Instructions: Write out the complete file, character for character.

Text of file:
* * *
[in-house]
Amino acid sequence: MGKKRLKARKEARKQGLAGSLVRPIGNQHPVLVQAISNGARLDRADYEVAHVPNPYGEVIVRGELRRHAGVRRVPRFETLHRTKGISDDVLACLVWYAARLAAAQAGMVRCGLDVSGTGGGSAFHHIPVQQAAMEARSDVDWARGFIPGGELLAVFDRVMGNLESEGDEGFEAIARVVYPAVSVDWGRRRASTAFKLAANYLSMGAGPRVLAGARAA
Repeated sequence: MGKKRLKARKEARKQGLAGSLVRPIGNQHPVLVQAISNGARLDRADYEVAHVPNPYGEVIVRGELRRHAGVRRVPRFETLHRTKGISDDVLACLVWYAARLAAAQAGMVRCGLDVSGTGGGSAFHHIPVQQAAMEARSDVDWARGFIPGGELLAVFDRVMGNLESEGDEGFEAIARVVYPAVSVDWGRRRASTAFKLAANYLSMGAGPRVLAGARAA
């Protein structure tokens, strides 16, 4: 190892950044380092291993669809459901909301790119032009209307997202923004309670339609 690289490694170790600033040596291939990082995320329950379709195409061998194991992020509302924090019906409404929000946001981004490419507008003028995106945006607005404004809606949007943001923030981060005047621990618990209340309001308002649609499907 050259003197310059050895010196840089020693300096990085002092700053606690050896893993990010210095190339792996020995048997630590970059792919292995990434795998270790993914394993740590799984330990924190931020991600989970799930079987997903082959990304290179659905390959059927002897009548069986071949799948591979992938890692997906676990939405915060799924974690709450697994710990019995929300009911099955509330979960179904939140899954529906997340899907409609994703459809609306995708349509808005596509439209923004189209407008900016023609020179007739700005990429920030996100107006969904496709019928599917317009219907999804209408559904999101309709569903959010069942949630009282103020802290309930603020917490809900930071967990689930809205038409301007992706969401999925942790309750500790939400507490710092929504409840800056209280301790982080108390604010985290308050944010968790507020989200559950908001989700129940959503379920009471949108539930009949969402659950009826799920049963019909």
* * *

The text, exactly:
[in-house]
Amino acid sequence: MGKKRLKARKEARKQGLAGSLVRPIGNQHPVLVQAISNGARLDRADYEVAHVPNPYGEVIVRGELRRHAGVRRVPRFETLHRTKGISDDVLACLVWYAARLAAAQAGMVRCGLDVSGTGGGSAFHHIPVQQAAMEARSDVDWARGFIPGGELLAVFDRVMGNLESEGDEGFEAIARVVYPAVSVDWGRRRASTAFKLAANYLSMGAGPRVLAGARAA
Repeated sequence: MGKKRLKARKEARKQGLAGSLVRPIGNQHPVLVQAISNGARLDRADYEVAHVPNPYGEVIVRGELRRHAGVRRVPRFETLHRTKGISDDVLACLVWYAARLAAAQAGMVRCGLDVSGTGGGSAFHHIPVQQAAMEARSDVDWARGFIPGGELLAVFDRVMGNLESEGDEGFEAIARVVYPAVSVDWGRRRASTAFKLAANYLSMGAGPRVLAGARAA
């Protein structure tokens, strides 16, 4: 190892950044380092291993669809459901909301790119032009209307997202923004309670339609 690289490694170790600033040596291939990082995320329950379709195409061998194991992020509302924090019906409404929000946001981004490419507008003028995106945006607005404004809606949007943001923030981060005047621990618990209340309001308002649609499907 050259003197310059050895010196840089020693300096990085002092700053606690050896893993990010210095190339792996020995048997630590970059792919292995990434795998270790993914394993740590799984330990924190931020991600989970799930079987997903082959990304290179659905390959059927002897009548069986071949799948591979992938890692997906676990939405915060799924974690709450697994710990019995929300009911099955509330979960179904939140899954529906997340899907409609994703459809609306995708349509808005596509439209923004189209407008900016023609020179007739700005990429920030996100107006969904496709019928599917317009219907999804209408559904999101309709569903959010069942949630009282103020802290309930603020917490809900930071967990689930809205038409301007992706969401999925942790309750500790939400507490710092929504409840800056209280301790982080108390604010985290308050944010968790507020989200559950908001989700129940959503379920009471949108539930009949969402659950009826799920049963019909």